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Mating
Mating
Author: Norman Rush
Five years after making one of the most auspicious literary debuts of the decade with his story collection, Whites, Norman Rush gives us a major novel -- a comedy of manners on the grandest scale. It revolves around two Americans on the loose (one of them on the prowl) in developing Africa. — She is an anthropologist in her early thirties, a woma...  more »
ISBN-13: 9780394544724
ISBN-10: 0394544722
Publication Date: 9/3/1991
Pages: 480
Rating:
  • Currently 2.5/5 Stars.
 2

2.5 stars, based on 2 ratings
Publisher: Alfred A. Knopf
Book Type: Hardcover
Other Versions: Paperback
Members Wishing: 0
Reviews: Member | Amazon | Write a Review

Top Member Book Reviews

reviewed Mating on + 17 more book reviews
Helpful Score: 4
This book had some interesting ideas that made me think, but overall I didn't care for the characters or what ended them up happen and reading the book was a chore.
reviewed Mating on + 107 more book reviews
Helpful Score: 1
I understand why people go crazy for this book, but it wasn't for me. It was interesting enough to keep me plodding through all 477 pages, even though I didn't really like the work until the action starts, in Part 7 "Strife", all the way down on page 357.

The prose is interesting, especially if you have enough social sciences and humanities background to follow the references (I have some, not enough). But the discussions did not engage me on their own, and the relationship at the heart of the plot was lifeless. These characters were painfully unemotional. I didn't believe that the main character was in love with Nelson. Even though she writes that she was in love, to me she seemed to feel nothing toward him except curiosity.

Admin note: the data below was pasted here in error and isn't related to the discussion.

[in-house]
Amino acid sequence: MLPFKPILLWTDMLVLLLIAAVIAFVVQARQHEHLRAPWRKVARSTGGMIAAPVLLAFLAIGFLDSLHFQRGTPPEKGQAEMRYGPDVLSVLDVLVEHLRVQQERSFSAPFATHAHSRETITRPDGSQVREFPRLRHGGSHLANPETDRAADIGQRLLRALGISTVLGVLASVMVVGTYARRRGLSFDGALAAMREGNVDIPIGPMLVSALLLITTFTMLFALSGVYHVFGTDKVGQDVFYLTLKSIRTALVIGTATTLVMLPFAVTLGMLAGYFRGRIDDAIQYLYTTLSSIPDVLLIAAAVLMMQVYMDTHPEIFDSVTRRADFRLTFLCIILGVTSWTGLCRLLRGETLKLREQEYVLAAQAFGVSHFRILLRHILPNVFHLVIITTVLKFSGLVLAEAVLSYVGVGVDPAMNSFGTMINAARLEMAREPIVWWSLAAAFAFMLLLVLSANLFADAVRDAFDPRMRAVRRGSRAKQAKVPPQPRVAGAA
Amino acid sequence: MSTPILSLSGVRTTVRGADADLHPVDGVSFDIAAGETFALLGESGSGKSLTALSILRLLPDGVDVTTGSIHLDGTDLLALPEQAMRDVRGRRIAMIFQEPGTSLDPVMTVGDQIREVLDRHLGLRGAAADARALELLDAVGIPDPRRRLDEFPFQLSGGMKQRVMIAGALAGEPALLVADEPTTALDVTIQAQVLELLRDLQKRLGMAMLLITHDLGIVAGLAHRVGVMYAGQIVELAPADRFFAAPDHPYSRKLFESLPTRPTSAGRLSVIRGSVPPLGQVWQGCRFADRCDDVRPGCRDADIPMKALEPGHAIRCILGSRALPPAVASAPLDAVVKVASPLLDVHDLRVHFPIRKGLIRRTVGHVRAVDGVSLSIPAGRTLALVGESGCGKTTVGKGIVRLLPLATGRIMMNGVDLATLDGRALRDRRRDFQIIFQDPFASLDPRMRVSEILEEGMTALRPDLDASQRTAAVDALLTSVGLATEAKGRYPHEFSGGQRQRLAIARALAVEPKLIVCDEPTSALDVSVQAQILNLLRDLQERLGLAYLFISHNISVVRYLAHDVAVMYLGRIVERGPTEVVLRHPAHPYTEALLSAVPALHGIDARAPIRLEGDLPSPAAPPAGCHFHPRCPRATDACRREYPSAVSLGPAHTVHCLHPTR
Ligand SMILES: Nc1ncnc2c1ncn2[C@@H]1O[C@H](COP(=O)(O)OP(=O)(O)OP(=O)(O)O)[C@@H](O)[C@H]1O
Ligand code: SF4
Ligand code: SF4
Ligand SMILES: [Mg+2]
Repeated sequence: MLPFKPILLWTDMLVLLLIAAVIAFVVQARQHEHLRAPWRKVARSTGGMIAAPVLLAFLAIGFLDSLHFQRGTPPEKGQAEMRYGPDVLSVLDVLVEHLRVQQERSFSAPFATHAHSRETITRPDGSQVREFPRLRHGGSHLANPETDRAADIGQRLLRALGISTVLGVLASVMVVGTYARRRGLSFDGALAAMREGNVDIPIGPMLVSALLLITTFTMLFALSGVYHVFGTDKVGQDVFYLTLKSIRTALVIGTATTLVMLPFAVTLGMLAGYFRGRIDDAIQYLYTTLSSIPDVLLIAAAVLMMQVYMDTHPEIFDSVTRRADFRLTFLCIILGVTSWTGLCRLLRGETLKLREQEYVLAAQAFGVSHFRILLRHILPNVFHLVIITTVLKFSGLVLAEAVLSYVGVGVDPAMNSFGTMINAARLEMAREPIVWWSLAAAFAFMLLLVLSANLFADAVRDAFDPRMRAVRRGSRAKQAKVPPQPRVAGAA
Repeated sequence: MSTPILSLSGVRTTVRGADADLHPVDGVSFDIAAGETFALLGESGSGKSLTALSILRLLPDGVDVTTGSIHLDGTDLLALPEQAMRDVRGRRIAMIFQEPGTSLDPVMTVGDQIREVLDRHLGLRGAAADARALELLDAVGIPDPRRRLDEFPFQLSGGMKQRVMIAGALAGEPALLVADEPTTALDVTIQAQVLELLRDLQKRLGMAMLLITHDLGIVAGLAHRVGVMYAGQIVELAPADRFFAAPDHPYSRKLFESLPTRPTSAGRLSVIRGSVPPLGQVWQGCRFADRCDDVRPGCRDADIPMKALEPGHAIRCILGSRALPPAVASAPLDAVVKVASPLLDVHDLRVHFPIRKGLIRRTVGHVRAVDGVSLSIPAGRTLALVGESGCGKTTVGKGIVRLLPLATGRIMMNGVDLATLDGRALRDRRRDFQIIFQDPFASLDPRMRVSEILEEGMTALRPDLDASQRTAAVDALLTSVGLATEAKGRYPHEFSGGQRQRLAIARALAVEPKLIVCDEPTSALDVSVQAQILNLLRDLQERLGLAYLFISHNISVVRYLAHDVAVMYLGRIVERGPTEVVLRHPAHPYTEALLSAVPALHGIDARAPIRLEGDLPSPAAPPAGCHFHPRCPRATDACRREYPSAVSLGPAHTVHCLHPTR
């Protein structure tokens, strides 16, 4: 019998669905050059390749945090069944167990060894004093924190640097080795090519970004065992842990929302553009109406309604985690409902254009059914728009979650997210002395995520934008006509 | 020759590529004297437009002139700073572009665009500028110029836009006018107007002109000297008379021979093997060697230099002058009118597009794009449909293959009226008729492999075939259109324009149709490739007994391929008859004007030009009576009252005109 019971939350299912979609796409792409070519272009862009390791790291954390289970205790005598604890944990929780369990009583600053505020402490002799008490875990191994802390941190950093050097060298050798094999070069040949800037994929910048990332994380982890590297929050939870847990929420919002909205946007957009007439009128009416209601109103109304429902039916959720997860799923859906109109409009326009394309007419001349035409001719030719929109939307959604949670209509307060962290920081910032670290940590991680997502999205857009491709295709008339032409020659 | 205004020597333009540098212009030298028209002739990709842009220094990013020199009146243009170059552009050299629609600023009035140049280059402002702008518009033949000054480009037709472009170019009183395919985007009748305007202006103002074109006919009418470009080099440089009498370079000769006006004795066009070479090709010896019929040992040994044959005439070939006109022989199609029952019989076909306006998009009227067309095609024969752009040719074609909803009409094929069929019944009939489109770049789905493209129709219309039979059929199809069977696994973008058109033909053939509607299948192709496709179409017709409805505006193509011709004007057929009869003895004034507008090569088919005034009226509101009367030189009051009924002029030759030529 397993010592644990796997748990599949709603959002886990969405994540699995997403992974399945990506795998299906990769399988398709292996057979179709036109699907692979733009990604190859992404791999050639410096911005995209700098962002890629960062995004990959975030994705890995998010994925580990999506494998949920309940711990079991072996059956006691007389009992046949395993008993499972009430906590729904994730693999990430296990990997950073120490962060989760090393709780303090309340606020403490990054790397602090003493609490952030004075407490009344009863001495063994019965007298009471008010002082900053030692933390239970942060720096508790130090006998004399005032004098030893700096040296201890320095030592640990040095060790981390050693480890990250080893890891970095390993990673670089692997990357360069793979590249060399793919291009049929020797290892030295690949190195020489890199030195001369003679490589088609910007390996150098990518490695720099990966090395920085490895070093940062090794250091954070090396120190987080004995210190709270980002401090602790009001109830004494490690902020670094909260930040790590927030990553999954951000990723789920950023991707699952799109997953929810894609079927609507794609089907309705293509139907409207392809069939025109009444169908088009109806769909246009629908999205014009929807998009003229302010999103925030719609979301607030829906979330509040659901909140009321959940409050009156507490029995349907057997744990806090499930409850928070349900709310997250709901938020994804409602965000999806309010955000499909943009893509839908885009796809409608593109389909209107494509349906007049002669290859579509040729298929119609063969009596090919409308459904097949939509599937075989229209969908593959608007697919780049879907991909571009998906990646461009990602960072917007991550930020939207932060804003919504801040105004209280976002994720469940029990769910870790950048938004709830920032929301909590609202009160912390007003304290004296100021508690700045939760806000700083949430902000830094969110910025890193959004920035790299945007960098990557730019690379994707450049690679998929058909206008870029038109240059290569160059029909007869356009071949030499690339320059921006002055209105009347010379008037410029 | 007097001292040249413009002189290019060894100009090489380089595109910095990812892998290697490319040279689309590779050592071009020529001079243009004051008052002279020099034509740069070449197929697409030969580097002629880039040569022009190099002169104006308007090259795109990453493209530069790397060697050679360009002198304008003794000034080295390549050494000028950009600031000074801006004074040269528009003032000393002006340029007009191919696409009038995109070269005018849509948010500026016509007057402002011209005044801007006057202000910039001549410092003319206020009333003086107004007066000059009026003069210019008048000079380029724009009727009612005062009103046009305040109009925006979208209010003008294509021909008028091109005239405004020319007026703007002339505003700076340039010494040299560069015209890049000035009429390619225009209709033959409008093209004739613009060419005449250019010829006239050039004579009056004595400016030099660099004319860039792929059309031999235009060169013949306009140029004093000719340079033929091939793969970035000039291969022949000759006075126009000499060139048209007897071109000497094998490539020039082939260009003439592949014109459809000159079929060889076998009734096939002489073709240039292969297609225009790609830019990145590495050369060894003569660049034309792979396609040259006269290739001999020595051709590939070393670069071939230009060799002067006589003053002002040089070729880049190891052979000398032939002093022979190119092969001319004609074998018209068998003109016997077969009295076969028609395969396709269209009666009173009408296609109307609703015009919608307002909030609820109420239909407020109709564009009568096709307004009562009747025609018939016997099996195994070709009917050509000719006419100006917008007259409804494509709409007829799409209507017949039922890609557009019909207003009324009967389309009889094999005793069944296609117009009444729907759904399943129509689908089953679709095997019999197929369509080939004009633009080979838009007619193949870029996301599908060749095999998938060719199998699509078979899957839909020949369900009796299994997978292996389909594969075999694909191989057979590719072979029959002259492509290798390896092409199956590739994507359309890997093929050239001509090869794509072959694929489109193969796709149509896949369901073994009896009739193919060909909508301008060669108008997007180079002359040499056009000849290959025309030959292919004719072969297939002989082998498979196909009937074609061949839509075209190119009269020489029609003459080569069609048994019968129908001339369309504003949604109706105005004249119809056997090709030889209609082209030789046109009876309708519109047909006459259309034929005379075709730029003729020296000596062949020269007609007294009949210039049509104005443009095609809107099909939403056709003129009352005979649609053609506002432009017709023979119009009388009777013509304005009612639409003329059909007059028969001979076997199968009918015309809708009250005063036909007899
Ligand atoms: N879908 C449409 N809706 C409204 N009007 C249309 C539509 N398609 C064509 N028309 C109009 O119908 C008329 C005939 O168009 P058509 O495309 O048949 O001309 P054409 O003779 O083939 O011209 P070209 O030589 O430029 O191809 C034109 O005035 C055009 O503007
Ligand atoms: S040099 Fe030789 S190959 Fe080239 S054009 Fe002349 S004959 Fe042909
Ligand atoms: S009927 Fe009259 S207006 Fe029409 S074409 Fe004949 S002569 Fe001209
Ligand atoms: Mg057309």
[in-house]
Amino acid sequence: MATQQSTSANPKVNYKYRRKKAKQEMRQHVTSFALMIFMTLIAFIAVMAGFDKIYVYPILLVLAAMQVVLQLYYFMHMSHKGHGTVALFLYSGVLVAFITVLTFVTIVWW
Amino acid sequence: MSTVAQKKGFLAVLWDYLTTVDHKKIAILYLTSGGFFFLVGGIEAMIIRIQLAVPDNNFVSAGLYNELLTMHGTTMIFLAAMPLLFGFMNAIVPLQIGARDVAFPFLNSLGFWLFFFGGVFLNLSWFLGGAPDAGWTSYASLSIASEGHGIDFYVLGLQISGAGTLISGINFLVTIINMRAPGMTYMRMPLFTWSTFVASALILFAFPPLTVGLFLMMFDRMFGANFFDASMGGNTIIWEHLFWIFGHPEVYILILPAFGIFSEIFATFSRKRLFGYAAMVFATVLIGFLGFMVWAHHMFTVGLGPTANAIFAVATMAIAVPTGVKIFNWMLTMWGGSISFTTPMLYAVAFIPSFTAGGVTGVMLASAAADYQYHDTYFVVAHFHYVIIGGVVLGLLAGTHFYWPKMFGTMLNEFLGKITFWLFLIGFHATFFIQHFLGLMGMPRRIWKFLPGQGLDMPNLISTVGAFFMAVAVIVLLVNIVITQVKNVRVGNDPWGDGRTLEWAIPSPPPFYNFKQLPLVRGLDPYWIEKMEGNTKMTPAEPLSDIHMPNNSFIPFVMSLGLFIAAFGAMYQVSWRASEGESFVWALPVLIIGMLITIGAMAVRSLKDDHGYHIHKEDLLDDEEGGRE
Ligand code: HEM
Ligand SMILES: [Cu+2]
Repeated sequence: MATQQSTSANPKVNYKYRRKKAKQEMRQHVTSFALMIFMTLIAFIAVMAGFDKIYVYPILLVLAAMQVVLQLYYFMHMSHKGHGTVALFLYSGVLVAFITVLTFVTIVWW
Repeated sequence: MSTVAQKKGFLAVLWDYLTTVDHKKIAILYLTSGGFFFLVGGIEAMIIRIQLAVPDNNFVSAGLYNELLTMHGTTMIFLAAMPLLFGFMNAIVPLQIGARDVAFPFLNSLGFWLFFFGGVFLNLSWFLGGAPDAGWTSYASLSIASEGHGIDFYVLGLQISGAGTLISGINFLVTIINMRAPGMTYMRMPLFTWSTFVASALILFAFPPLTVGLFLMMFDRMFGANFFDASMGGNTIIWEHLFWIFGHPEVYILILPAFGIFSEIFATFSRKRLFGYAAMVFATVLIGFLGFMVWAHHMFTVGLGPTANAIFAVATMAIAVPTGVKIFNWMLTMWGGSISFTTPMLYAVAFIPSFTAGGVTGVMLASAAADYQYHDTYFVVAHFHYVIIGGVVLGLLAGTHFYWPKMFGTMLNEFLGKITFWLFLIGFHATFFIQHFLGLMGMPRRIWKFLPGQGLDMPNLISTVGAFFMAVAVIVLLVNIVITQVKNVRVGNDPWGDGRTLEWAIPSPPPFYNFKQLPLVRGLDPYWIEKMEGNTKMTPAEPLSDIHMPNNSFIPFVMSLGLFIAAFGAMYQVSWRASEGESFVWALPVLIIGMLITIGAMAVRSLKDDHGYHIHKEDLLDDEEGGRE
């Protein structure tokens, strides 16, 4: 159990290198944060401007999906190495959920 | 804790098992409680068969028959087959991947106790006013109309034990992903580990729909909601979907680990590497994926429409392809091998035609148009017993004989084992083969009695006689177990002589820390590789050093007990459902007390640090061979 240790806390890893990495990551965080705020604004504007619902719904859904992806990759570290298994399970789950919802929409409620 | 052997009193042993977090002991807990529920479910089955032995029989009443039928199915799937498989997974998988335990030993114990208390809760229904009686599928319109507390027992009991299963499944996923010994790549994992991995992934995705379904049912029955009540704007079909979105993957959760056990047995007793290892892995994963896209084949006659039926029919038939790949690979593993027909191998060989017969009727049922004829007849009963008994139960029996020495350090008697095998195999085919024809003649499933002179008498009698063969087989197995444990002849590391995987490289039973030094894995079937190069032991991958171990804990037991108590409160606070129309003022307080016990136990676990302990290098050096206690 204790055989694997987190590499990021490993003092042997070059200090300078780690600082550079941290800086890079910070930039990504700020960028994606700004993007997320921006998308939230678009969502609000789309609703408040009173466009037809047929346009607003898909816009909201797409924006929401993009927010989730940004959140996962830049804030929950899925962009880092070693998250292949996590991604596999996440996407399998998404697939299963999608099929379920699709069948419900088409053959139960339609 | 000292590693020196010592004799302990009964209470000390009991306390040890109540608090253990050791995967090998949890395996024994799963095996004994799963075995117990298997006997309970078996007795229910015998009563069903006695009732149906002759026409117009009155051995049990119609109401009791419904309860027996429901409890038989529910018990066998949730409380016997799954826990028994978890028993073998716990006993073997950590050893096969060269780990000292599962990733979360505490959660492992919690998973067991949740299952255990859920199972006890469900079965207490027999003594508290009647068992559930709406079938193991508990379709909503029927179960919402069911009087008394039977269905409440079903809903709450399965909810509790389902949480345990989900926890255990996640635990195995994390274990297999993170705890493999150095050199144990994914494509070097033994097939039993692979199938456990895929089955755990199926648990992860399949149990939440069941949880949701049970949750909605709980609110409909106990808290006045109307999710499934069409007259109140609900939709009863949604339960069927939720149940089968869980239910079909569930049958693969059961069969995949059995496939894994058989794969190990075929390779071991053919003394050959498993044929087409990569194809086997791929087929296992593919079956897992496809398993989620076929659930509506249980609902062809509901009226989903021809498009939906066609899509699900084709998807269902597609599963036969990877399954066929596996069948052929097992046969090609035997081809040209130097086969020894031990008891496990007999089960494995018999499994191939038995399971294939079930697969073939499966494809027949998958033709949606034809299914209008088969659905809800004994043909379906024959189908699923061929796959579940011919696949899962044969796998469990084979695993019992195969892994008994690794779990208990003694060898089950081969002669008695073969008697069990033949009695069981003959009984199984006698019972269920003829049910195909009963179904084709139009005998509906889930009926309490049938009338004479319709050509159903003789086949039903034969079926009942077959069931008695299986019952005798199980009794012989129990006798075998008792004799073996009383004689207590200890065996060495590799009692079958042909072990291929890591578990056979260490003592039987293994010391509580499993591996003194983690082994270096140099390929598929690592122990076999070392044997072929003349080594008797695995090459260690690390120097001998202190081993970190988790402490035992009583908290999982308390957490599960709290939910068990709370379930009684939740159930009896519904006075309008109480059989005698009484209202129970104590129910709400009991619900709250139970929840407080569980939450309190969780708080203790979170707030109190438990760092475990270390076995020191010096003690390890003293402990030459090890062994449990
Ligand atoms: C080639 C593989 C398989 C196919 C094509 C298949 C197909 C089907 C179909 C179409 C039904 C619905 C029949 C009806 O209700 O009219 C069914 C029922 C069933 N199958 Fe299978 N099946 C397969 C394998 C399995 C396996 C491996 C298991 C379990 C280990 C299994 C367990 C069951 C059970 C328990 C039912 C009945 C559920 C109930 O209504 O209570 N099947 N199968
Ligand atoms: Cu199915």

I did like how aware the main character was of her every impulse, and whether or not she could control it. I liked that she cared about her role in the house, how she thought about her relationship to Nelson in terms of what would be expected of her as a woman. I also liked that she found herself doing and saying things that she resented in herself, which I thought was realistic.

I didn't see the humour in the book, which was promised on the dust jacket. Was it in their silly little lovers' in-jokes? God those were nauseating.

In the end, I think to love this book you have to love academia -- not the political power-mongering side, but the endless analysis and clever references and books you are expected to have read already and zillions of theories to know. That doesn't appeal to me, so even though this book is really, really smart, I just didn't enjoy it. It was too dry for me.
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